Saturday, March 01, 2008
Throughout the months of last autumn, as the legal battle lumbered down the road of due process, several attempts were made, mostly by BMW Oracle, to settle. Naturally BMW had demands and, yes, they got a bit steeper after the judge ruled that they were right in their initial claim against the validity of the Spanish Challenger of Record's yacht club. But I would say that most of those close to the discussions were reasonably impressed that the 'demands' of BMW Oracle were not as outrageous as one might have expected given the 'power' they attained as events developed.
Yet the demands were too much for Alinghi. My feeling is that Alinghi were willing to put the ball in play on a short cycle, 24 months, if they had the deck stacked in their favour... Therefore the original Protocol of 5 July 2007, with the new class of boat and the defender racing in the challenger selection series and managing all aspects of the event, including deciding how the challengers would organise their own selection series.
As the critics mounted in the weeks that followed, the Swiss were willing to concede some of those points and they did. But not sufficiently for BMW Oracle and really not enough for anyone looking at the event objectively. Alinghi would not bend beyond a certain point and they bet all their marbles that Justice Herman Cahn of the New York Supreme Court would substantiate the validity of Club Nautico Espa&ntilkde;ol de Vela as Challenger of Record and that Alinghi could then proceed with the event they wanted and BMW Oracle would have to beg to be allowed to enter.
As the months went on through the summer and into autumn, Russell Coutts, CEO of BMW Oracle, sifted through the 2007 team, discarded some people, hired some new ones and built a strong group all the way around. He then put the technical team to work, first on a catamaran and then on the AC 90 rule once it was made public on 31 October.
By 27 November, when Judge Cahn issued his ruling in favour of BMW Oracle, BMW Oracle were ahead in a race for 2009, no matter what the type of boat. I think Alinghi realised this and reversed their strategy. They were no longer interested in racing a multichallenger event in AC 90s in 2009. They would rather go for the freak show of a 'one on one' multihull race... sort of a throw of the dice.
So that is where we are heading... watching and waiting for one of these billionaires to get his way and then create an event that the rest of the world can compete in... a world of people who really enjoyed AC 32 (this is to Alinghi's credit), and who are interested in developing and continuing relationships with corporations who have supported the sport and put their reputations on the line in a very public way. I know a lot of the existing teams are doing some serious dancing and shuffling for 2008 in an attempt to preserve these corporate relationships.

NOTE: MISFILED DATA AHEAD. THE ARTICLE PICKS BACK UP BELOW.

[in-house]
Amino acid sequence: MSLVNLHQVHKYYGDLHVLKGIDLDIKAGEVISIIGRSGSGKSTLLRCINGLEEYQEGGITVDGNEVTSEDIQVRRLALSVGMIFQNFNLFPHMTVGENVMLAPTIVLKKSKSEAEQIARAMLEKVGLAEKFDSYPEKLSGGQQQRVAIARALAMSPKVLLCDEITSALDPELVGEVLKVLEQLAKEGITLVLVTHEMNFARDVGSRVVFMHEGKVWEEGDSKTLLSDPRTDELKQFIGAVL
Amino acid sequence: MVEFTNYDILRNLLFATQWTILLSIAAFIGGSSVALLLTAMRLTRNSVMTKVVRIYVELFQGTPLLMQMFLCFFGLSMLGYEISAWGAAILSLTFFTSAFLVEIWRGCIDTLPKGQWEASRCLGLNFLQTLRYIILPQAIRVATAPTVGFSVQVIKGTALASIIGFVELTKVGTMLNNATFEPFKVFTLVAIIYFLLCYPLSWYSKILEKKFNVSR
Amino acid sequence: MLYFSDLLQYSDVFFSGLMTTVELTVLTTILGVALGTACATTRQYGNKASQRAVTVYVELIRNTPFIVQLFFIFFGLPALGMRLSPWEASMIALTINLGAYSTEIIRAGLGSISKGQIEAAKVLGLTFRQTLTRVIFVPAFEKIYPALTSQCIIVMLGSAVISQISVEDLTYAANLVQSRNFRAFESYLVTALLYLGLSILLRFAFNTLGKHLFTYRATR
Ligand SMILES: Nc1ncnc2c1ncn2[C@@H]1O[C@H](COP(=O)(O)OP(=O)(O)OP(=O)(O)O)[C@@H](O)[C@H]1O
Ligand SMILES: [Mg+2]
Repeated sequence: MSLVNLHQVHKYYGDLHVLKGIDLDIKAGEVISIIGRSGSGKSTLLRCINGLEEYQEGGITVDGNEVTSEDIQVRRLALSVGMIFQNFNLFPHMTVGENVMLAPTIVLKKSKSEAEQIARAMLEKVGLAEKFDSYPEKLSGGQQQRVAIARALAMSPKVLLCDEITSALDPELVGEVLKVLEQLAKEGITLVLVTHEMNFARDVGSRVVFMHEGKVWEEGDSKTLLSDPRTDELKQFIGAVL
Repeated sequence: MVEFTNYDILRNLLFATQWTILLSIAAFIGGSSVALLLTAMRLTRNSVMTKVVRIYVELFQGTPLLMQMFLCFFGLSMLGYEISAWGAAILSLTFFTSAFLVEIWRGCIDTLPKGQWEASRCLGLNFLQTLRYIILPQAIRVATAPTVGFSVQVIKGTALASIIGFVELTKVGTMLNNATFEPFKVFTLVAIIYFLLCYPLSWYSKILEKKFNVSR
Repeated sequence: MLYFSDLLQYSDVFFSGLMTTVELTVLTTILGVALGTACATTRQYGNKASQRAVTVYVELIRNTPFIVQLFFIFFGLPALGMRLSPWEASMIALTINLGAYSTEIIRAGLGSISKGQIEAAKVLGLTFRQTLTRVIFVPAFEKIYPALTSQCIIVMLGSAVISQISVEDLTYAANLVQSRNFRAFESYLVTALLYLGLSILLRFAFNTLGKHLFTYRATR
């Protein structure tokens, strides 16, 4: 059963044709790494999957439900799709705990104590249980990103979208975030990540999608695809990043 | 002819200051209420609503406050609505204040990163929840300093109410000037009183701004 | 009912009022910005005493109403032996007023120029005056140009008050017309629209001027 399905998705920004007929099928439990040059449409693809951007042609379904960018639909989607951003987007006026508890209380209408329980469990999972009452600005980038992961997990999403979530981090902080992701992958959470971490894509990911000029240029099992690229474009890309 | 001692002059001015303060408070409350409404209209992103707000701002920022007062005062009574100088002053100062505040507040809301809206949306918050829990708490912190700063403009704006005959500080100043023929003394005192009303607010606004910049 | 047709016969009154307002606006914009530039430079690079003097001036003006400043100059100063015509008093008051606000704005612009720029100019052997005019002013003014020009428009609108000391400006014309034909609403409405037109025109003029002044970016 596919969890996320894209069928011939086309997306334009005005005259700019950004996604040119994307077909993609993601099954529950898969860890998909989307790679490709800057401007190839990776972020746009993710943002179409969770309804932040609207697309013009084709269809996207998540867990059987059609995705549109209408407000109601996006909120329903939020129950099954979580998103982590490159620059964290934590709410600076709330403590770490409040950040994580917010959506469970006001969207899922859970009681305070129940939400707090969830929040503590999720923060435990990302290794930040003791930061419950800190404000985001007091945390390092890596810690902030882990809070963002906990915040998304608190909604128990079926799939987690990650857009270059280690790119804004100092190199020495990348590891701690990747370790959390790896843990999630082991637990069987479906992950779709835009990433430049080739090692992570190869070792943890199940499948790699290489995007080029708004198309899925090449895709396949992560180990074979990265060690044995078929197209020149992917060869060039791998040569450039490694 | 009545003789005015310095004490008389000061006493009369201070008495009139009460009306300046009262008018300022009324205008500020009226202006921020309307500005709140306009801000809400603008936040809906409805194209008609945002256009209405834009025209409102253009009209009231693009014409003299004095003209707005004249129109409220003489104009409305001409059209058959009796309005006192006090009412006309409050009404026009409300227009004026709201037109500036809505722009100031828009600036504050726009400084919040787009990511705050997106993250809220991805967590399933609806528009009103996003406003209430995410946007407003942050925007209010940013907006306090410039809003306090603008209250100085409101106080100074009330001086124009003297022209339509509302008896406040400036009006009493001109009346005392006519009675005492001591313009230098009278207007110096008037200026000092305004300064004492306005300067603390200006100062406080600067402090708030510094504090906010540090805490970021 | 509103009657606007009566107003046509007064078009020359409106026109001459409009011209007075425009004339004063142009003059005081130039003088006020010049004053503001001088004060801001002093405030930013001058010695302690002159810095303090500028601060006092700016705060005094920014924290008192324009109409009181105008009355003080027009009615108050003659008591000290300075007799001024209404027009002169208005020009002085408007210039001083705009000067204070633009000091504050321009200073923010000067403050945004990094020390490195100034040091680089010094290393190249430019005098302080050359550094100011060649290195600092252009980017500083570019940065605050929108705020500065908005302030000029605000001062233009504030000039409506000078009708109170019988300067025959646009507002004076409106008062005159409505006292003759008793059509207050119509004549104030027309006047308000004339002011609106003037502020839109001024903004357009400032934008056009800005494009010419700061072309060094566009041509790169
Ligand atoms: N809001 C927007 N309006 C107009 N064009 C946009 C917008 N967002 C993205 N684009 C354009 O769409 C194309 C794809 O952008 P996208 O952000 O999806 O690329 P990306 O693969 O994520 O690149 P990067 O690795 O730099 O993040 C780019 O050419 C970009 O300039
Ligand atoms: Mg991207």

Desafio Español, like many of the 2007 teams, has had to create a new schedule for 2008. Since there is no America's Cup in the calendar and no class of boat to train in, the operations in Valencia have been stopped. Instead, the sailing team will be kept active by racing on both the GP42 and TP52 circuits this summer.
The GP42 Quebramar already won last year's circuit with Laureano Wizner, Santi Lopez and the Desafio team onboard. This group will continue for 2008.
Meanwhile, a new Judel-Vrolijk TP52 is being built in the Desafio shed in Valencia and will launch in late April. John Cutler and I, and 13 others from the team, will sail that boat in the MedCup. Sandro Benini and Nihat Aydin will design sails for both boats.
Both will be painted with Desafio livery including our main sponsor Iberdrola. Other components of Desafio will handle logistics, rule advising, coaching, physical training and other types of support for the two crews. In this way they will stay active in very competitive racing, carry on building a working relationship, keep the sponsors happy and in the public's eye... and quite simply keep the team alive.
What else? I have started to revive a dream I had about this time last year but did not fulfil... to race with my children to Hawaii. Last year it would have been the Transpac, which, in odd numbered years, starts in Los Angeles. In even numbered years there is the Pacific Cup that starts in my hometown of San Francisco.
My son Danny is 19 and daughter Alexandra will be 18 soon. We will take a few of their friends and at least one more 'experienced' (nice way of saying older) person to round out the crew. Sailing out under the Golden Gate Bridge with the next landfall being Hawaii... is there any better dream than that?
Now I just have to buy a boat.
Other Reports from the
Sign up to receive Email Updates from Paul Cayard and CayardSailing.com